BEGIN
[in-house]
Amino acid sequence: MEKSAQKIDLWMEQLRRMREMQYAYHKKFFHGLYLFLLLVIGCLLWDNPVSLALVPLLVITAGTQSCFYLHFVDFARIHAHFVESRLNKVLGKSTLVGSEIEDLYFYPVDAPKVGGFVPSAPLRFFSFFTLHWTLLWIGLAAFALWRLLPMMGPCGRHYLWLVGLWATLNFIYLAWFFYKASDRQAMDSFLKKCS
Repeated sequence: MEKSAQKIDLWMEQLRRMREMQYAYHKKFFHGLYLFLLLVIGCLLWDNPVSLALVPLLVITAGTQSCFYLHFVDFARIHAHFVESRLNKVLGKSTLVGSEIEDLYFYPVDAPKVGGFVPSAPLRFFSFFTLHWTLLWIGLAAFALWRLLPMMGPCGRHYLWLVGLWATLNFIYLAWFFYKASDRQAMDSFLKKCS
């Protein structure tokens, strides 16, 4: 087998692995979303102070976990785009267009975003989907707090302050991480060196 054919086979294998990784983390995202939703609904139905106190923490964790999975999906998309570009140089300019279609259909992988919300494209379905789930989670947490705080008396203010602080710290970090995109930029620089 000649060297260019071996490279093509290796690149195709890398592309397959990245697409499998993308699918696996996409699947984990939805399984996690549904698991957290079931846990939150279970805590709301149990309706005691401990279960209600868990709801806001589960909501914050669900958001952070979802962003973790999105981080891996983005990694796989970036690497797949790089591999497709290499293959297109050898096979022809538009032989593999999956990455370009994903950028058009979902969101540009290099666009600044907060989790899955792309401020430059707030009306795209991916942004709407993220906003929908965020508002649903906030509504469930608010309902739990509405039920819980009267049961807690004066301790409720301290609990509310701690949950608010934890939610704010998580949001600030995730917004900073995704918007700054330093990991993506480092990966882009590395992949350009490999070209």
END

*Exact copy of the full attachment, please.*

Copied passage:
[in-house]
Amino acid sequence: MEKSAQKIDLWMEQLRRMREMQYAYHKKFFHGLYLFLLLVIGCLLWDNPVSLALVPLLVITAGTQSCFYLHFVDFARIHAHFVESRLNKVLGKSTLVGSEIEDLYFYPVDAPKVGGFVPSAPLRFFSFFTLHWTLLWIGLAAFALWRLLPMMGPCGRHYLWLVGLWATLNFIYLAWFFYKASDRQAMDSFLKKCS
Repeated sequence: MEKSAQKIDLWMEQLRRMREMQYAYHKKFFHGLYLFLLLVIGCLLWDNPVSLALVPLLVITAGTQSCFYLHFVDFARIHAHFVESRLNKVLGKSTLVGSEIEDLYFYPVDAPKVGGFVPSAPLRFFSFFTLHWTLLWIGLAAFALWRLLPMMGPCGRHYLWLVGLWATLNFIYLAWFFYKASDRQAMDSFLKKCS
């Protein structure tokens, strides 16, 4: 087998692995979303102070976990785009267009975003989907707090302050991480060196 054919086979294998990784983390995202939703609904139905106190923490964790999975999906998309570009140089300019279609259909992988919300494209379905789930989670947490705080008396203010602080710290970090995109930029620089 000649060297260019071996490279093509290796690149195709890398592309397959990245697409499998993308699918696996996409699947984990939805399984996690549904698991957290079931846990939150279970805590709301149990309706005691401990279960209600868990709801806001589960909501914050669900958001952070979802962003973790999105981080891996983005990694796989970036690497797949790089591999497709290499293959297109050898096979022809538009032989593999999956990455370009994903950028058009979902969101540009290099666009600044907060989790899955792309401020430059707030009306795209991916942004709407993220906003929908965020508002649903906030509504469930608010309902739990509405039920819980009267049961807690004066301790409720301290609990509310701690949950608010934890939610704010998580949001600030995730917004900073995704918007700054330093990991993506480092990966882009590395992949350009490999070209």